The greater complication arises when alternative authentication procedures are employed. For instance, in some states video evidence can also be authenticated by someone who is familiar with the person in the video and can testify to recognizing them on video as the person it is alleged to be (as he or she looked and sounded during the relevant time). This process could easily lead to honest but mistaken authentication of deepfake video.
With the increasing availability of security and surveillance video, many courts have adopted a “silent witness” approach to authentication of video. This allows for admission of video evidence where no human actually witnessed the events and location at the relevant time. One common example would be security footage showing a break-in at a store after hours, when no one was present to witness the crime. Obviously, admission of this type of evidence—previously considered reliable—allows for the prosecution of crimes and proof of civil allegations that might otherwise not be demonstrable. As deepfake technology improves and becomes more accessible, however, the reliability of that type of evidence is less certain.
So, what can attorneys do to ensure that the video evidence they’re submitting is authentic, or to challenge a possible deepfake video submitted by opposing counsel? There is no surefire answer today, but those involved in the legal process can take the following steps to safeguard against deepfake video evidence:
- 1. Ask hard questions. Since we now know that video evidence may not be what it appears, it is all the more important to question clients, witnesses, and opposing parties about the validity of a video and to follow up on anything that raises doubt.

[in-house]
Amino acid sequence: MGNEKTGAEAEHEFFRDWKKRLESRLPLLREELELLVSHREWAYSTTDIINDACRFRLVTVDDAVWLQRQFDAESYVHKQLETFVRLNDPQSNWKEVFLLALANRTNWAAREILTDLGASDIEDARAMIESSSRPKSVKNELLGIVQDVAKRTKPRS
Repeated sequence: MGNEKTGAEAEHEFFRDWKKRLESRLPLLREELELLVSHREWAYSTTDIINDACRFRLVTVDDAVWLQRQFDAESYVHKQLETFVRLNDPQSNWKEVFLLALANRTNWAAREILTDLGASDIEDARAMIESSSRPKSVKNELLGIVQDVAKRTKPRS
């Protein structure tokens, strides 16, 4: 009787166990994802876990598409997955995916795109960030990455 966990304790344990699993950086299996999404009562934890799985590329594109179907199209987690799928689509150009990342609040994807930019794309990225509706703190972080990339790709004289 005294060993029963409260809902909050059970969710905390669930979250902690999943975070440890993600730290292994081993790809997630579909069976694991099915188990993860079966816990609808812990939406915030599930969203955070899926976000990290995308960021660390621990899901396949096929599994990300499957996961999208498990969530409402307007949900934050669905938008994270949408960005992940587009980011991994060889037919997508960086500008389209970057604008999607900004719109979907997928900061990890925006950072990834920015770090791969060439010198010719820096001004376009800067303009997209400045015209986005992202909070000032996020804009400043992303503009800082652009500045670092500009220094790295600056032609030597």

- Make full use of the existing authentication process. Though the current authentication process wasn’t developed with this type of technology in mind, it still provides some safeguards and can help to reduce the likelihood of fake video being accepted as evidence.
- Employ experts. The difficulty of identifying a deepfake and persuading a judge that the evidence has been fabricated varies depending on the quality of the fake. Deepfake technology is constantly evolving, so there’s no certain process for determining authenticity, but detection software is evolving too, and there are certain markers that can give away a fake.
- Talk to the jury. If you fail to exclude a suspected deepfake video from evidence, you may still be able to persuade the jury that the video evidence is unreliable.
Deepfake technology presents a problem for attorneys and for the judicial system. Both technology and the rules of evidence in various jurisdictions are likely to evolve in response to this growing problem. In the interim, attorneys must remain vigilant about authentication and be prepared to test or employ experts where necessary.